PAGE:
When was the last time you saw a really good Street Fighter-themed faux documentary? Never, you say? That’s about to change.
Created by Chubby Boy Films, Balrog: Behind The Glory could pass as an hour-long special on the E! Network, sandwiched in between a block of Joan Rivers ragging on Hollywood couture and a retrospective on Leif Garrett. Or, that is, it could if it wasn’t only 12 minutes long and centered around a fictional Mike Tyson analogue.
As you may have guessed from the title, the short film tells the tale of Street Fighter’s raging boxer Balrog. Or is that Mike Bison? If you’re the sort of Street Fighter fan who understands why that kind of naming confusion even exists, this is the film for you.
Not that it spends precious minutes explaining Capcom’s localization woes circa 1991, but it does cover these sorts of minor, trivial issues with a plausible coat of humor. In sum, it’s really phenomenal fan service with just enough hardcore geekery to make Street Fighter devotees snicker to themselves conspiratorily, without alienating those viewers who can’t tell the difference between a Shoryuken and a Hadouken.
Most impressively however, are the production values on this mini-movie. This thing looks and sounds very, very good. From the actors portraying the various characters, to the graphical effects, to the opening text scroll patterned after the Street Fighter II copyright listing screen, Balrog: Behind The Glory screams professionalism and attention to detail.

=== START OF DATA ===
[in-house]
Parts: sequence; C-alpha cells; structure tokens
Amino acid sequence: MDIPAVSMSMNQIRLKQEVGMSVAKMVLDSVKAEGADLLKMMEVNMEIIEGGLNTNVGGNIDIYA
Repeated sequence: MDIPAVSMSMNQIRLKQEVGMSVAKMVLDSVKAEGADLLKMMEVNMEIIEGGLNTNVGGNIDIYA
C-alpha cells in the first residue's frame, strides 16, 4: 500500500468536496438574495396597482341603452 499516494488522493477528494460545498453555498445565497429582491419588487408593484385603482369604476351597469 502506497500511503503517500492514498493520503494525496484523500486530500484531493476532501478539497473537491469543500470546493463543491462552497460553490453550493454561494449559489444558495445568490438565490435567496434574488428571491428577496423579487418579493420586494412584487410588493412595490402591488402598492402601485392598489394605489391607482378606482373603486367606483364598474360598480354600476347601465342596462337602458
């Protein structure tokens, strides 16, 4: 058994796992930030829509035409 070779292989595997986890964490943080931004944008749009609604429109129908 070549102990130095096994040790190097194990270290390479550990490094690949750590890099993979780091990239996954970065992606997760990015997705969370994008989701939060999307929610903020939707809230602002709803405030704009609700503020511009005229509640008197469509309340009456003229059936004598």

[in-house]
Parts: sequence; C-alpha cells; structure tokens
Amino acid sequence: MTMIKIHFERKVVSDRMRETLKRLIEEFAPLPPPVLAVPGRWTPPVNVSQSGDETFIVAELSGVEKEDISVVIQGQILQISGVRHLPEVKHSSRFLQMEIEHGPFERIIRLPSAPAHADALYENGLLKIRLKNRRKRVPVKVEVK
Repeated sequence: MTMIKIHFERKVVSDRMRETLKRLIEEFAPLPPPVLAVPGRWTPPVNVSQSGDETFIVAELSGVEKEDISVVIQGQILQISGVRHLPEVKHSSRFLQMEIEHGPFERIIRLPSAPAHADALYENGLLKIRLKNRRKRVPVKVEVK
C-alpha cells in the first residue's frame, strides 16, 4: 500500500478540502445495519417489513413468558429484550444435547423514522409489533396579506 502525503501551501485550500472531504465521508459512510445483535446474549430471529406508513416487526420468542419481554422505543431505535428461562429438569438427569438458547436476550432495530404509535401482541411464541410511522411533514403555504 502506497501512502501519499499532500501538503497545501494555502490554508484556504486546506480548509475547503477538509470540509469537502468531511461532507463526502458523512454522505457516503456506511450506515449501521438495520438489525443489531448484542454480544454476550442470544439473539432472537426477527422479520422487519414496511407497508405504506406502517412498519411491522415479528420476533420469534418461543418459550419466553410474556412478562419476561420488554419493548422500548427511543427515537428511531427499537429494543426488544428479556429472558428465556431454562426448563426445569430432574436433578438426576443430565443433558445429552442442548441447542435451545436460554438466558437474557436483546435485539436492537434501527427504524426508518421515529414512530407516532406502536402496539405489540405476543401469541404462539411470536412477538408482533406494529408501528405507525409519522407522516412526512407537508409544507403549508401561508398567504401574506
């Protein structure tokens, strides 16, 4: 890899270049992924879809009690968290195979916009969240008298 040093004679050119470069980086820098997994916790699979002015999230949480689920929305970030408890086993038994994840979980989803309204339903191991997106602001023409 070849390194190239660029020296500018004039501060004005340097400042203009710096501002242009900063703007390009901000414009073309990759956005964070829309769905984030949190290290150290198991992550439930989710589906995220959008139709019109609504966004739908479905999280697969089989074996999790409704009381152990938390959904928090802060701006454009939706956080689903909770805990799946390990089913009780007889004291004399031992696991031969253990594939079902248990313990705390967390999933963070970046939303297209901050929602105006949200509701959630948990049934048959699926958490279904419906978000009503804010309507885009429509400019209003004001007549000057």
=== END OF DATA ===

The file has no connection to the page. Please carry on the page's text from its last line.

The film premiered at this past weekend’s EVO fighting tournament, and from all the reports I’ve seen, it was very well received. Of course, EVO attendees are the perfect captive audience for a movie based on an underappreciated Street Fighter pugilist, so that was to be expected.
Still, I can see Balrog: Behind The Glory appealing to anyone who has ever dropped a quarter into a Capcom fighter. Even beyond the geeky premise, it’s just a solid little film. Humor, pathos, young boys shaving while wearing boxing gloves; this flick’s got it all.
Unfortunately, due to the sorts of licensing issues that crop up around fan films, this movie will never, ever see theaters. Ever. Just forget about it. That said, Capcom seemingly finds this project endearing, and if it’s good enough to avoid a corporate cease and desist, it’s good enough for you to spend the next 12 minutes of your life watching.
Source: Capcom Unity